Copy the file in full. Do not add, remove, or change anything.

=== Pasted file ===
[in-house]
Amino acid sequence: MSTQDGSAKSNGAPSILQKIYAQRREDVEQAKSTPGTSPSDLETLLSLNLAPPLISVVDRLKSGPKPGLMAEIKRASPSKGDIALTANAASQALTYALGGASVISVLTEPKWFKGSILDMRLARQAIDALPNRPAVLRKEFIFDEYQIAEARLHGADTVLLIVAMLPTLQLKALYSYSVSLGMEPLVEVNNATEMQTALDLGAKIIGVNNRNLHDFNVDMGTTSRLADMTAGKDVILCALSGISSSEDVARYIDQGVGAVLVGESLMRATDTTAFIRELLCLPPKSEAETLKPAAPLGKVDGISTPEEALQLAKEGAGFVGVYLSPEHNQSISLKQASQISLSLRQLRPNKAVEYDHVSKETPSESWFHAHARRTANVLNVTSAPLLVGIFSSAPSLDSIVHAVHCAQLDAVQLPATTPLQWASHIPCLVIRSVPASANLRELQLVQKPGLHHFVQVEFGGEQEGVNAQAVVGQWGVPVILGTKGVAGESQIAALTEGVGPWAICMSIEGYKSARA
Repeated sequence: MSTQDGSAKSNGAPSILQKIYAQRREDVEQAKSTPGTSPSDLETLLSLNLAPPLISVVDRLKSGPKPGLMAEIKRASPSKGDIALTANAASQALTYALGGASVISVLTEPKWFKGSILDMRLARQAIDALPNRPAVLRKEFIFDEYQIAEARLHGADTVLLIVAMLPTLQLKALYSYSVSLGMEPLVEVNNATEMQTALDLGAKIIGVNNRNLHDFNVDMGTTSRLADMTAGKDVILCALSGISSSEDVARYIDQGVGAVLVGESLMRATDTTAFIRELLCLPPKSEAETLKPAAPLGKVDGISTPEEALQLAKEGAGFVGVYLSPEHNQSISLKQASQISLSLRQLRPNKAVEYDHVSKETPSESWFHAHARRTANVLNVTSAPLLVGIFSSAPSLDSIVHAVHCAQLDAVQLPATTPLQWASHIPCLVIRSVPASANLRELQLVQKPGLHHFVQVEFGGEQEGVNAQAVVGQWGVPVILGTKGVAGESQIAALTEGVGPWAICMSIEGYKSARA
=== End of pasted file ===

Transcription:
[in-house]
Amino acid sequence: MSTQDGSAKSNGAPSILQKIYAQRREDVEQAKSTPGTSPSDLETLLSLNLAPPLISVVDRLKSGPKPGLMAEIKRASPSKGDIALTANAASQALTYALGGASVISVLTEPKWFKGSILDMRLARQAIDALPNRPAVLRKEFIFDEYQIAEARLHGADTVLLIVAMLPTLQLKALYSYSVSLGMEPLVEVNNATEMQTALDLGAKIIGVNNRNLHDFNVDMGTTSRLADMTAGKDVILCALSGISSSEDVARYIDQGVGAVLVGESLMRATDTTAFIRELLCLPPKSEAETLKPAAPLGKVDGISTPEEALQLAKEGAGFVGVYLSPEHNQSISLKQASQISLSLRQLRPNKAVEYDHVSKETPSESWFHAHARRTANVLNVTSAPLLVGIFSSAPSLDSIVHAVHCAQLDAVQLPATTPLQWASHIPCLVIRSVPASANLRELQLVQKPGLHHFVQVEFGGEQEGVNAQAVVGQWGVPVILGTKGVAGESQIAALTEGVGPWAICMSIEGYKSARA
Repeated sequence: MSTQDGSAKSNGAPSILQKIYAQRREDVEQAKSTPGTSPSDLETLLSLNLAPPLISVVDRLKSGPKPGLMAEIKRASPSKGDIALTANAASQALTYALGGASVISVLTEPKWFKGSILDMRLARQAIDALPNRPAVLRKEFIFDEYQIAEARLHGADTVLLIVAMLPTLQLKALYSYSVSLGMEPLVEVNNATEMQTALDLGAKIIGVNNRNLHDFNVDMGTTSRLADMTAGKDVILCALSGISSSEDVARYIDQGVGAVLVGESLMRATDTTAFIRELLCLPPKSEAETLKPAAPLGKVDGISTPEEALQLAKEGAGFVGVYLSPEHNQSISLKQASQISLSLRQLRPNKAVEYDHVSKETPSESWFHAHARRTANVLNVTSAPLLVGIFSSAPSLDSIVHAVHCAQLDAVQLPATTPLQWASHIPCLVIRSVPASANLRELQLVQKPGLHHFVQVEFGGEQEGVNAQAVVGQWGVPVILGTKGVAGESQIAALTEGVGPWAICMSIEGYKSARA